You gotta love Fran's wit, but I have to say I'm not agreeing with her on the boulengerie front. When I ate "store" bread (after growing out of the Wonder Bread years and moving to university), I sought out the bag with the densest, grainiest, darkest loaf inside. I loved the crunch of the different bits in each slice, and even if I had no clue in the world what millet or quinoa was, I knew that they tasted good in my toast and jam before Economics 101. My mother is very much in the same camp - the only time white bread passes her lips is if she has no other viable option - in our house, that means whenever a stew or chili gets made, since my two step-household members refuse to touch anything with a fleck of "whole" in it - excepting whole milk (of course) - and will leave their warm, freshly made dinners on the table while they drive to the grocery for a loaf of crusty "Italian" bread. When we first began sharing a household, I couldn't believe the lack of nutrition they were giving themselves - several fights and wasted loaves of mine later I've given up trying to convince them that a few changes could equal a whole world of difference. As my grandma told me, "they'll realize it on their deathbeds but never admit to it".
So I just sigh, then come on here and bitch. Haha.
Now that I'm baking my mom's regular stash of breads, buns and bagels, the only store-bought bread is the Italian sliced sandwich loaves for *them* and an occasional purchase of cinnamon-raisin Texas toast for my sister's snack attacks. Mom's bagged multigrain breads are gone, in favour of my concoctions. She described my creativity in the kitchen, as she put it, quite well at last weekend's BBQ: "People ask me what kind [the bread] is, saying that it looked so good, and all I can say is 'Sarah made it, I don't know what's in it but it's yummy' and finish it before they can beg for a piece".
Well, mom, I don't know if you'd have time to listen to me list the awesome things I chucked into my interpretation of Reinhart's (you know, the Bread Baker’s Apprentice guy) Multigrain Extraordinaire, but as long as it's all good with you, I'll keep tossing you curve balls (of dough)!
I'm also lobbing these rolls over to YeastSpotting, hosted by Susan of Wild Yeast!
Multigrain Bread Extraordinaire
Makes 10 "sandwich-sized" buns
1 oz millet
1 oz buckwheat groats
.5 oz quinoa (or amaranth)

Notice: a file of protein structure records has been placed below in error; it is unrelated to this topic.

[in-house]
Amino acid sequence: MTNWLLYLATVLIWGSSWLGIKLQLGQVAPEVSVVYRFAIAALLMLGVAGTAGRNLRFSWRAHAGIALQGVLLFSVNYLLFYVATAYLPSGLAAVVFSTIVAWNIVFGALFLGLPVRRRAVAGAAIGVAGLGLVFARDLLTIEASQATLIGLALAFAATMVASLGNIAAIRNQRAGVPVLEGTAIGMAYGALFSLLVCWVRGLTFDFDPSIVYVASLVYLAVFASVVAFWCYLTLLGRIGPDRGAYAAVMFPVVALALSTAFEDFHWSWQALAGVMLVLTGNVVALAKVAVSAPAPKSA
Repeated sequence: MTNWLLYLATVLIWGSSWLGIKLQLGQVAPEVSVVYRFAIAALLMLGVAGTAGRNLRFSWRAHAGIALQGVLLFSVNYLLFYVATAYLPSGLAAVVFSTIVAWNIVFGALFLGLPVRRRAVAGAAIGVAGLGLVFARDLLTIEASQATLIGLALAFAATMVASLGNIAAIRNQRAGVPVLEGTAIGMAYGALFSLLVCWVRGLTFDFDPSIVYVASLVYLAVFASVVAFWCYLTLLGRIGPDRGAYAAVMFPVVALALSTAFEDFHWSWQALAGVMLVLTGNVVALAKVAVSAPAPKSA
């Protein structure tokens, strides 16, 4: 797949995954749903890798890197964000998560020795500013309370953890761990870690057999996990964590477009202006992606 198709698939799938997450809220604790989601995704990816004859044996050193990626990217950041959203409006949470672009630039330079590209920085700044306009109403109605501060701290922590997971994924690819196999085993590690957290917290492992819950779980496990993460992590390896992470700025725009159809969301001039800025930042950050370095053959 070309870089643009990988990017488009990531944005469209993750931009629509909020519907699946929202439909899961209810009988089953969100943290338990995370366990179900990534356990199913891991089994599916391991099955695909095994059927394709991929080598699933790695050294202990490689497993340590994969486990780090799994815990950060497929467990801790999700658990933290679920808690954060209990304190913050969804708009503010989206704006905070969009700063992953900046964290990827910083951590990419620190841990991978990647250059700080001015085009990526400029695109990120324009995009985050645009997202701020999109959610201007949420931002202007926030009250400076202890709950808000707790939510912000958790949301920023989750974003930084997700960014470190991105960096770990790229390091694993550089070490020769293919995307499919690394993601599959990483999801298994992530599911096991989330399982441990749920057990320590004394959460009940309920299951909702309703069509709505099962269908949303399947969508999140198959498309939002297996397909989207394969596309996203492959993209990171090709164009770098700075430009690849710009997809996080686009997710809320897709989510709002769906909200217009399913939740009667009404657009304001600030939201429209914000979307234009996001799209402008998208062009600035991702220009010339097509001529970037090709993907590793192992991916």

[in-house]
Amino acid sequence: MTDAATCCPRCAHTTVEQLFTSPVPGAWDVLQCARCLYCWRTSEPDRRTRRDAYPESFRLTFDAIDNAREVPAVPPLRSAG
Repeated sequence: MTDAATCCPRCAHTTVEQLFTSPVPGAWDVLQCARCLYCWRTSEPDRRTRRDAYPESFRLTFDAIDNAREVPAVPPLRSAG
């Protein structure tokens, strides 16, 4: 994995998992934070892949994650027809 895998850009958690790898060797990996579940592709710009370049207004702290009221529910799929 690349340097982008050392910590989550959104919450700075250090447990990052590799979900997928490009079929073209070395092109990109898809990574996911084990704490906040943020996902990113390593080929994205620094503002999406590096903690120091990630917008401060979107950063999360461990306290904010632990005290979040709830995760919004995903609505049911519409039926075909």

2 fl oz hot water
6 oz refreshed whole wheat sourdough starter
1 oz (by weight) honey
1.5 oz whole wheat flour
1 oz skim milk powder
10 oz bread flour
1 1/2 tsp salt
3 tbsp cooked brown rice or polenta
1.5 oz hulled sunflower seeds
1 oz hulled pumpkin seeds
4 fl oz warm buttermilk
Poppy seeds for topping
- The night before you want to bake, combine all the "soaker" ingredients in a small bowl. Allow to stand at room temperature for 12 hours.
- Combine the sourdough starter, honey, whole wheat flour and skim milk powder in the bowl of a stand mixer, mixing well. Cover and let stand 3-4 hours.
- Combine the bread flour and salt in a separate bowl. Set aside.
- Mix the brown rice, sunflower seeds and pumpkin seeds into the soaker mixture. Add the buttermilk.
- With the mixer running, add half the flour to the starter blend, followed by all the buttermilk mixture.
- Add the remaining flour and increase the speed to medium. Knead for 9-12 minutes, until smooth.
- Place into an oiled bowl, turning to grease the top.
- Cover and allow to rise until doubled, 3-4 hours.
- Deflate dough gently and shape into a loaf or individual buns.
- Place into a lightly greased 9x5" loaf pan or two lined baking sheets. Cover and allow to rise until almost doubled, 1 1/2-2 hours.
- Preheat oven to 350F.
- Lightly mist dough with water and sprinkle with seeds.
- Bake loaf for 45-50 minutes (buns 20-25 minutes), until hollow-sounding when tapped on the bottom.
- Cool completely before slicing.
Amount Per Serving
Total Fat: 3.6 g
Cholesterol: 1.1 mg
Sodium: 101.6 mg
Total Carbs: 41.8 g
Dietary Fiber: 3.1 g
Protein: 8.1 g